There is a third fundamental precept at stake: equality. All socialists want everyone to enjoy access to health care but, again, there are two traditions. For liberal socialists equality means that no one should go without care because of poverty, whereas for mechanical socialists it means that no one should ever get more than anyone else. This belief explains why foundation hospitals raise the spectre of a ‘two-tier system’. Initially about 30 foundation hospitals are planned and the additional discretion they enjoy will put them at an advantage compared with the others. The diehard mechanical socialists object to any disparity in service, however momentary it might be. Secretary of State for Health, Alan Milburn, concedes that differences will emerge in the short run but that within a few years all hospitals will be foundation hospitals. Moreover, the whole point of decentralising hospital management is to permit local managers to find better ways of serving patients so that other managers can learn from the front runners. Through such comparisons standards are ultimately raised for everyone. No less important, if all differences are suppressed, then patients are put in a weak position. If the local service is slow or care is denied (the postcode lottery) patients are powerless. Having a choice allows patients to inflict economic pain on hospitals, encouraging them to do better next time.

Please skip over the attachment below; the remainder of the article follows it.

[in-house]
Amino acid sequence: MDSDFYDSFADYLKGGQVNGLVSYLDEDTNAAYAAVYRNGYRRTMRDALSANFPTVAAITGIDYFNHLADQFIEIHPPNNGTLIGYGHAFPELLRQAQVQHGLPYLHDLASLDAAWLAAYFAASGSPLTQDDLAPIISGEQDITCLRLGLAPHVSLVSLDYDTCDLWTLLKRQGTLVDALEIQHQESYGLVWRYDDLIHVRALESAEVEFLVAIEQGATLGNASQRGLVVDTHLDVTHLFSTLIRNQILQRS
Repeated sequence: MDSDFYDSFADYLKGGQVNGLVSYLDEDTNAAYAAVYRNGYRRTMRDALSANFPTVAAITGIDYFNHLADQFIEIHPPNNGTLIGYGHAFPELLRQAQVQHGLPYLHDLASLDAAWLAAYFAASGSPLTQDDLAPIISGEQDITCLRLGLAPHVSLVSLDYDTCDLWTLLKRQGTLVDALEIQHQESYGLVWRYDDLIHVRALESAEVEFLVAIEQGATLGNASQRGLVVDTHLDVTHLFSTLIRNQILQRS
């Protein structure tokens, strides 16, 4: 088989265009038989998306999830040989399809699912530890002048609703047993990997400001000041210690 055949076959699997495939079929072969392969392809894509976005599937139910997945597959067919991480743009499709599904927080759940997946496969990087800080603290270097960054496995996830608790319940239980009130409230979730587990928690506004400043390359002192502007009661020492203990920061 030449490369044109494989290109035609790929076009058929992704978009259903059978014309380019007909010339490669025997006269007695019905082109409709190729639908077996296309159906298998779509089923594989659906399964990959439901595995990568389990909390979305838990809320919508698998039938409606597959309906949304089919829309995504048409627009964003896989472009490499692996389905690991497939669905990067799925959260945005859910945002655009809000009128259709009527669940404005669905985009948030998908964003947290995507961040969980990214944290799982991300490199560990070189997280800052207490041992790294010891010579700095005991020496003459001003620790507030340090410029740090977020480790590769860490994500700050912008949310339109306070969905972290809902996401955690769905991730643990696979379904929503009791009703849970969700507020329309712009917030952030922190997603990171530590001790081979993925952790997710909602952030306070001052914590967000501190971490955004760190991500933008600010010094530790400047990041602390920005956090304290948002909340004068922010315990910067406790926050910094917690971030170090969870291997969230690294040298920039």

Similar turning points have been experienced by the labour movement elsewhere in Europe. Take Sweden, where there is also a state-run health service. During the 1990s the Swedish Government introduced an internal market and privatised some services in the Stockholm area. It even sold a complete hospital to a private for-profit company. Initially, the unions were hostile, particularly the municipal workers union which dominates the health sector. But after 18 months experience the union decided that the new system benefited its members because it gave individuals the chance to ‘shop around’ for the best working conditions. The Swedish nurses union took a similar line. Eva Fernvall, its president, came out in favour of privatisation and her union even set up a system to help members establish franchises to take part in the competitive process. Labour MPs who believe they are defending the interests of NHS workers should take an unbiased look at Sweden.

What would the Aneurin Bevan, the wartime minister responsible for establishing the NHS, have thought were he alive today? In his book, In Place of Fear, he argued that democratic socialism ‘knows that all political action must be a choice between a number of possible alternatives’ and consequently ‘eschews all absolute proscriptions and final decisions’. It must ‘achieve passion in action in the pursuit of qualified judgements.’ These words could have been written for today’s predicament. Foundation hospitals are open to criticism, but they take us a step closer to realising the ideal of health care for all, whether rich or poor.

Dr David G. Green is Chairman of the Health Policy Consensus Group, whose members represent all points of the political spectrum.